There are certain types of food that you should avoid during pregnancy, as they could either give you food poisoning, or they could cause some sort of harm to your unborn baby.
Here’s the top 7 foods to avoid during pregnancy
1. Some Cheeses & Milk
There are two specific types of cheeses to avoid during pregnancy – mould-ripened soft cheeses with a rind, such as brie, camembert and chevre, and mould-ripened cheeses with a blue vein, such as gorgonzola and Roquefort. These cheeses are made with mould, which can contain bacteria known as listeria, which can lead to listeriosis. This infection could lead to severe illness in your unborn baby, stillbirth or miscarriage.
Cheeses such as cheddar, edam, gouda, gruyere and parmesan are safe to eat, as are the following soft cheeses (provided they are made with pasteurised milk): cottage cheese, mozzarella, feta, paneer, ricotta and haloumi.
You should also steer clear of raw and unpasteurised milks for the same reasons as above.
2. Undercooked Eggs
You can eat eggs during pregnancy, provided they are cooked until they egg whites and yolks are completely solid. You should avoid raw or undercooked eggs as well as products that contain them, such as mayonnaise. Raw and undercooked eggs could contain salmonella, which will cause food poisoning. The UK have recenlty changed thier guidelines for eating eggs in pregnancy.
Pâté should be avoided during pregnancy, even if it is made from vegetables, as it could contain listeria, which could cause severe illness in your unborn baby, stillbirth or miscarriage.
4. Some Meats & Fish
You shouldn’t eat raw or undercooked meat during pregnancy, and you should take care to make sure all cooked meats including poultry and red meat are thoroughly cooked through with no traces of pink or blood. Take extra care with sausages, burgers and minced meats.
Deli meats and deli counter smoked fish such as nova style or jerky fish should be avoided, as they could be contaminated with listeria. However, you can eat deli meat or shelf-safe tinned smoked seafood, if it has been cooked until steaming hot – this will kill off any bacteria that may be present in the foods, although you may choose to just avoid them entirely.
5. Liver and Vitamin A
Liver should be avoided during pregnancy as it contains high levels of vitamin A, which could be potentially fatal to your baby in high doses. For this reason, you should also steer clear of fish oil supplements (such as cod liver oil) and any multivitamin or vitamin supplements containing high does of vitamin A. It is thought pregnanct women can take approx 1,500mcg – 2,000mcg a day and many American pregnancy supplements have Vitamin A included at this level.
6. Fish Containing Mercury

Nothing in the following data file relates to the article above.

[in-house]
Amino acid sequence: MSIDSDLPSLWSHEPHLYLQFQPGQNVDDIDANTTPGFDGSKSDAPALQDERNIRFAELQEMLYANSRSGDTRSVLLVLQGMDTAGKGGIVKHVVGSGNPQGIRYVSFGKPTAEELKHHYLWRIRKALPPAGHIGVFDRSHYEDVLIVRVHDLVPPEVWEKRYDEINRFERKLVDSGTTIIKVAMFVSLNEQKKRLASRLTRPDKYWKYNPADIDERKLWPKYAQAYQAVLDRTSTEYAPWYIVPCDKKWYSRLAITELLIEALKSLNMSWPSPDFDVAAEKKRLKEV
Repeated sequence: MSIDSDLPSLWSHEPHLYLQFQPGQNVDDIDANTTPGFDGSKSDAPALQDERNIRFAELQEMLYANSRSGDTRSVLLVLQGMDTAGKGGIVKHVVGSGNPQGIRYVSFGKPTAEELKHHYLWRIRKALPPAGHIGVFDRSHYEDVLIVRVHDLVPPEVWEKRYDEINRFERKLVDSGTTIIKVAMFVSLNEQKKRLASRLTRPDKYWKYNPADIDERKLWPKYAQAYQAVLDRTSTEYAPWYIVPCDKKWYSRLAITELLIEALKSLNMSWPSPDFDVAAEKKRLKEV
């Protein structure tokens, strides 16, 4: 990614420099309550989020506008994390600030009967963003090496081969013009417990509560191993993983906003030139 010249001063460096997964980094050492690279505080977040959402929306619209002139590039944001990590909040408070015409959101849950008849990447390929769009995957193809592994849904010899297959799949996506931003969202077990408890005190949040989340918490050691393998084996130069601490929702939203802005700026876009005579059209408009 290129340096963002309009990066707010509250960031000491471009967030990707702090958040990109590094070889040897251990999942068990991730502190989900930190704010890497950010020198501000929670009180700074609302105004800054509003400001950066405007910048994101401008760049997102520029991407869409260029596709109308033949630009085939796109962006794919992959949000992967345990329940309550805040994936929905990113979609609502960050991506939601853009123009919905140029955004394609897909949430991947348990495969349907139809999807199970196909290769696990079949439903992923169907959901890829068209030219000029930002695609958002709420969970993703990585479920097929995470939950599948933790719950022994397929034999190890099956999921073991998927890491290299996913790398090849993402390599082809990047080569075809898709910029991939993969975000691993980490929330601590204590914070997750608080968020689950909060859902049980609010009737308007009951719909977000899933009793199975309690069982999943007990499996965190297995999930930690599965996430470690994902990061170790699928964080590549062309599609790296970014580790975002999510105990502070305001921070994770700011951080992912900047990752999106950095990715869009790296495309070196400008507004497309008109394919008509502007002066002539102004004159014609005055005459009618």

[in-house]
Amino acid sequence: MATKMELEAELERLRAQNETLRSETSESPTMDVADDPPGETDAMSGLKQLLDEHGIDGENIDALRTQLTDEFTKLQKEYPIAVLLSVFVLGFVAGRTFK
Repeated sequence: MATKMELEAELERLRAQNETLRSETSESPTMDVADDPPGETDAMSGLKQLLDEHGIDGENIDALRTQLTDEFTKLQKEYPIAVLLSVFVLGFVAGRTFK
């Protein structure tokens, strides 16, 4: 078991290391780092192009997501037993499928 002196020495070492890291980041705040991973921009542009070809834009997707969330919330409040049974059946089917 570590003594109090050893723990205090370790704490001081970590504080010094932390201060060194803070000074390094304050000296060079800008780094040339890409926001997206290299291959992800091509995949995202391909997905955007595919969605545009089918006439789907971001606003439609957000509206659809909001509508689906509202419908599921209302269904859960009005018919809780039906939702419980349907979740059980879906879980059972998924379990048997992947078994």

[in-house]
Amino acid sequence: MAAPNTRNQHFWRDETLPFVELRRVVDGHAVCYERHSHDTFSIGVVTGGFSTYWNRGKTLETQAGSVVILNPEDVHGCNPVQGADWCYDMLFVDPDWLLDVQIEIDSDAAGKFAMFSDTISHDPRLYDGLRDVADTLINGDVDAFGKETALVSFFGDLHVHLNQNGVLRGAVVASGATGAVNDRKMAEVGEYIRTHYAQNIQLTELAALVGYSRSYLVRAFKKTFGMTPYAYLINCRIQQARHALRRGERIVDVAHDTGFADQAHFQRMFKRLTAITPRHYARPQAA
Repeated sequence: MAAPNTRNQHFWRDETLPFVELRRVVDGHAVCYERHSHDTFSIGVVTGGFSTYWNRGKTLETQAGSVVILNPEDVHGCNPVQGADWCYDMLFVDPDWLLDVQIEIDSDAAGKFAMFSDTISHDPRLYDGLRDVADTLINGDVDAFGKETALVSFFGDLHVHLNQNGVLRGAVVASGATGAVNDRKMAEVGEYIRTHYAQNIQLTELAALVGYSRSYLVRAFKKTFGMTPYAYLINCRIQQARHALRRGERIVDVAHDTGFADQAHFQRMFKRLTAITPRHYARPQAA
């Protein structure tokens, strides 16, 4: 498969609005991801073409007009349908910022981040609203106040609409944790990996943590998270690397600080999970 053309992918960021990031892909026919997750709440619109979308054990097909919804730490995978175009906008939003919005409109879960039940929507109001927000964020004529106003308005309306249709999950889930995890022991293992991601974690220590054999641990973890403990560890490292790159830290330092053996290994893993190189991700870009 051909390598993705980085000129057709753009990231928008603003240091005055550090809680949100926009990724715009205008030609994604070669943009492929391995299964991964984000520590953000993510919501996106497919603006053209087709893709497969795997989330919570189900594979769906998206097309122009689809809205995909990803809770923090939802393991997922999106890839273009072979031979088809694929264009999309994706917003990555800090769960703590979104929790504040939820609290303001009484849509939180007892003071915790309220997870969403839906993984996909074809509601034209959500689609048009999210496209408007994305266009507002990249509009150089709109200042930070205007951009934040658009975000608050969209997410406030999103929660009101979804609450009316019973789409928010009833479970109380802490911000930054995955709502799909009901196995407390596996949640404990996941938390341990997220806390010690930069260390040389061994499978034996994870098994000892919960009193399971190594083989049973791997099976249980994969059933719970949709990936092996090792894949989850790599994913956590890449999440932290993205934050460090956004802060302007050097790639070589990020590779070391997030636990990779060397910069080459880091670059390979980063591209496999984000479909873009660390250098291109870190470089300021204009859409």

Fish that contains mercury should be avoided during pregnancy, as mercury consumption during pregnancy has been linked to brain damage and developmental delays in your baby. Shark, swordfish, king mackerel and tilefish should be avoided completely, whilst tuna and other types of oily fish can be eaten but in moderation.
Sushi fish should also be avoided, as should raw shellfish. If you’re going to eat cooked shellfish, make sure that it is as fresh as possible and that it is thoroughly cooked all the way through before serving to reduce the risk of food poisoning. Speak to your midwife for a full list of guidelines on which fish are safe to eat during pregnancy.
7. Caffeine and Alcohol
Alcohol is best avoided during pregnancy as we do not yet know how much alcohol is safe to consume during pregnancy – there are no set guidelines on how much you can drink before it causes a problem. Excessive alcohol consumption could cause foetal alcohol syndrome, which causes developmental delays, disfigurement and mental and physical problems.
Excessive caffeine could cause miscarriage or stillbirth, so limit your intake to 200mg per day. Watch out for energy drinks, chocolate and fizzy drinks as these contain caffeine, but in smaller quantities than tea or coffee.
You should make sure that you wash all fruit, vegetables and salad before cooking to remove any traces of soil, as soil can contain toxoplasmosa, which can lead to toxoplasmosis that could damage or harm your unborn baby or cause stillbirth or miscarriage. You should also avoid changing cat litter or getting close to cat litter, getting close to sheep during lambing season and gardening without wearing gloves. If your cat is poorly, you should avoid contact with them, and even if your cat is perfectly healthy, you should wash your hands thoroughly after handling them.
For more information on what to avoid during pregnancy, speak to your midwife or doctor.
Find more helpful pregnancy tips here.